Roslyn,WA- This weekend harrybipedhiking.com joined forces with Exploring History in your Hiking Boots for an opened ended day of snowshoeing.
Sufficiently crappy weather led us to abandon a previous plan roaming around in the west side woods, instead opting for the lands eastward… but not too east.
In the Roslyn/Cle Elum area, coal mining was king through the first half of the 20th century. In the hills surrounding the town, the scars of that era are evident as huge tailings piles, dilapidated ruins and open pits turned braffing tracks.
On the USGS maps, some of these former mining areas are clearly marked, and naturally had caught our collective eye for history.
THE OL’ NUMBER SEVEN
The topo showed the #7 mine surrounded by pick axe symbols and “open pits”, as well as being in reasonable walking distance.
Across sparse vegetation and under high tension wires we plodded along toward the site.
A search of the area turned up little at first, but just a short trip uphill and I was startled by a modern and inhabited house! (Was not expecting that!) Well below the house stood a handful of concrete ruins, presumably the ol’ number 7.
It was certainly the ruins of something. Of what… the jury is still out. As we milled about the site, an idea came from the ether…
“It’d be pretty cool to snowshoe the cemetery”
“Yes. Yes it would”, was the correct response to that, and so down the road a few miles we went!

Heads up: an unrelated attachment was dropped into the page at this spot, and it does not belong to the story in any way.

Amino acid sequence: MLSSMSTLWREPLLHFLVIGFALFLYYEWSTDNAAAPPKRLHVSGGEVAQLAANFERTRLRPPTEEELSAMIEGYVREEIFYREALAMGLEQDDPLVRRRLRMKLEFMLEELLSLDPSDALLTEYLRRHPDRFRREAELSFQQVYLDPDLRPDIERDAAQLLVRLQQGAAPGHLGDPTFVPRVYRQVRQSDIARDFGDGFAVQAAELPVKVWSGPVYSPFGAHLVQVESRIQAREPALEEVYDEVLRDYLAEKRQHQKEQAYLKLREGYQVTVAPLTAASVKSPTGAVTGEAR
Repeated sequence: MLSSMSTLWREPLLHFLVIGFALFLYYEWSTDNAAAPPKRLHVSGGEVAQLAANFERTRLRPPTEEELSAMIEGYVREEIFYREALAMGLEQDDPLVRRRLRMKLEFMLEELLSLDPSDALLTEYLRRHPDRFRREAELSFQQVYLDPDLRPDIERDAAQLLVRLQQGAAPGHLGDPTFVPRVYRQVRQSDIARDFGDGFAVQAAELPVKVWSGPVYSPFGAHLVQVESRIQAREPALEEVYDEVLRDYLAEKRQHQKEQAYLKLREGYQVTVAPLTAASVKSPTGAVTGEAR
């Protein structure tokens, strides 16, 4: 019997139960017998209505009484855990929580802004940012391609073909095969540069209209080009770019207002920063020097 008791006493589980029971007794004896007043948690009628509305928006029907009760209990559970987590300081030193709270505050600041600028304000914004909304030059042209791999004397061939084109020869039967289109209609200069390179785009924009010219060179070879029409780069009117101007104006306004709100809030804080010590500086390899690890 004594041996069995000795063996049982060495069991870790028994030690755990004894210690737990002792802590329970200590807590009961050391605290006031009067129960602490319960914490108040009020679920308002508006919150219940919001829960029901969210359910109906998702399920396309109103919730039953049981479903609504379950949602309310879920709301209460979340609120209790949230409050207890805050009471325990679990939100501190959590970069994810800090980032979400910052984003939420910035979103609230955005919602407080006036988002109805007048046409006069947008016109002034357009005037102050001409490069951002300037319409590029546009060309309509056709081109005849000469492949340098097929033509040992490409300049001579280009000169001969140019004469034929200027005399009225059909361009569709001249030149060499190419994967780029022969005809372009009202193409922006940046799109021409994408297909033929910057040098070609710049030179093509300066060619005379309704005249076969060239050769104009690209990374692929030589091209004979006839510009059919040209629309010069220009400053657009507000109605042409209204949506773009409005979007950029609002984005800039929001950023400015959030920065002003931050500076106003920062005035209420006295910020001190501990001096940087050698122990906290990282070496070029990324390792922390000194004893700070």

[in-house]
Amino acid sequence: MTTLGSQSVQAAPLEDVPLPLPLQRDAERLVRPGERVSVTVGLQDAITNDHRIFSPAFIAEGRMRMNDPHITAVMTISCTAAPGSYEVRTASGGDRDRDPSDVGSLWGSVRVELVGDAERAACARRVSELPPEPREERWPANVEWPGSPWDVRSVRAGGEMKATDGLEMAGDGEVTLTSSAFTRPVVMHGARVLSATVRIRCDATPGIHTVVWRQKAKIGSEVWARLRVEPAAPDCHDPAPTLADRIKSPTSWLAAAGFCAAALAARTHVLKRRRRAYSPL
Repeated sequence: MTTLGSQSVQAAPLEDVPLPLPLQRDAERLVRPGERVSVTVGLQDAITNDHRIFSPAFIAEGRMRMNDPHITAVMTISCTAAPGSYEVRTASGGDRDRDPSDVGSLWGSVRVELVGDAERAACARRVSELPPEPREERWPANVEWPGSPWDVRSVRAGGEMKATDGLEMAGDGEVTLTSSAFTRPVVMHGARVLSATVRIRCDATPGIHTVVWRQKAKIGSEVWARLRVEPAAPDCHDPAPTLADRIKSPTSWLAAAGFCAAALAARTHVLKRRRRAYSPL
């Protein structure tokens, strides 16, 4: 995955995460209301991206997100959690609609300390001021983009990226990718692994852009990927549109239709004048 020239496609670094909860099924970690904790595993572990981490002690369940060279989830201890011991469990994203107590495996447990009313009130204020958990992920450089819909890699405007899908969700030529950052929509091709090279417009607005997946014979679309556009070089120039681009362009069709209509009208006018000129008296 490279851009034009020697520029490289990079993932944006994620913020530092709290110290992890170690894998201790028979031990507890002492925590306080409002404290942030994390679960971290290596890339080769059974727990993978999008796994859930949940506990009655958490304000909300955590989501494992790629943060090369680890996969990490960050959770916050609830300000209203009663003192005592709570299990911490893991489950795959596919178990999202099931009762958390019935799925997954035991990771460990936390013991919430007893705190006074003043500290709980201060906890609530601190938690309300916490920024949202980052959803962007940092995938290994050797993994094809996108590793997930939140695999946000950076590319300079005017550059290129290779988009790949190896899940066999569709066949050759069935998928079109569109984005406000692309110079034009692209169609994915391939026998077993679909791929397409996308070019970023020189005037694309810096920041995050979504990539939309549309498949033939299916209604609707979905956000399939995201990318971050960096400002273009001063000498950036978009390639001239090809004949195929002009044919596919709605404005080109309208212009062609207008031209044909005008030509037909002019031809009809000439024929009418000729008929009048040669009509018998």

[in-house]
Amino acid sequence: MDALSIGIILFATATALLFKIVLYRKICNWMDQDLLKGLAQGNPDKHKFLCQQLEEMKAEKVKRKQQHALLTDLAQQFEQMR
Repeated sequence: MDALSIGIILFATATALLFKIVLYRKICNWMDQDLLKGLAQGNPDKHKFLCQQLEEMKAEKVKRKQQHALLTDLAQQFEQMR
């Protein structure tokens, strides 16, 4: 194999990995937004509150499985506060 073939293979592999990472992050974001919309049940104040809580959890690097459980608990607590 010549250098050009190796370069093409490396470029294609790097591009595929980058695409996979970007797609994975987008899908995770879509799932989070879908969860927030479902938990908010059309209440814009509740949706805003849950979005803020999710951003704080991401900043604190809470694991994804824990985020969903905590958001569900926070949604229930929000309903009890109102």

If you’re a cemetery fan in Washington, you’ve undoubtedly heard of the Roslyn Cemetery. If you aren’t a cemetery fan, the Roslyn cemetery might make one out of you.
(I’ll save the detailed write-up for another day! )
Snowshoe trails amongst the trees and tombstones conspired with fog and falling snow to paint a surreal landscape.
Snow seems to lend a silence to the land, and sometimes silence can give voice to the silent:
I sat down and suddenly locked eyes with a woman across the way. She was born some years before my great grandma, yet there we were, probably about the same age, looking across time.
The silence spoke to me a little, and remembered my great grandma’s face.
I was reminded of the importance of appreciating the living while we all yet dwell in life, and departed to rejoin my friends.
DUST TO DUST
I rejoined Kevin and Julie from www.exploringhistoryinyourhikingboots.com for a picnic complete with hot tea, cheese and smoked salmon atop one of the cemetery’s hills…
When I was a kid, my family used to picnic in cemeteries with some regularity. We’d walk around looking for the oldest dates or unusual inscriptions. Pretty sure we never knew anyone there.
Not much has changed I guess, except that this time I was wearing snowshoes. Gotta say; cemetery snowshoeing. Personal first.
(Well except that one time when out hunting and found a small graveyard behind a collapsed cabin on the Gulkana River. Remind me sometime, I’ll tell ya)
We tied up our unusual tour of the Roslyn Cemetery just as the late daylight began to peek through the clouds.
Obviously not a lot of juicy trail tidbits on this journey, but I should mention that the vast former mining area of “The number 7” seems to be a large private (but open to non motorized public use) mountain bike park or something. Er, future park.
I’m definitely thinking about coming back with my bike in less snowy conditions.
Oh, there may have been a rumor started about future crossblog adventures, so, stay tuned! and…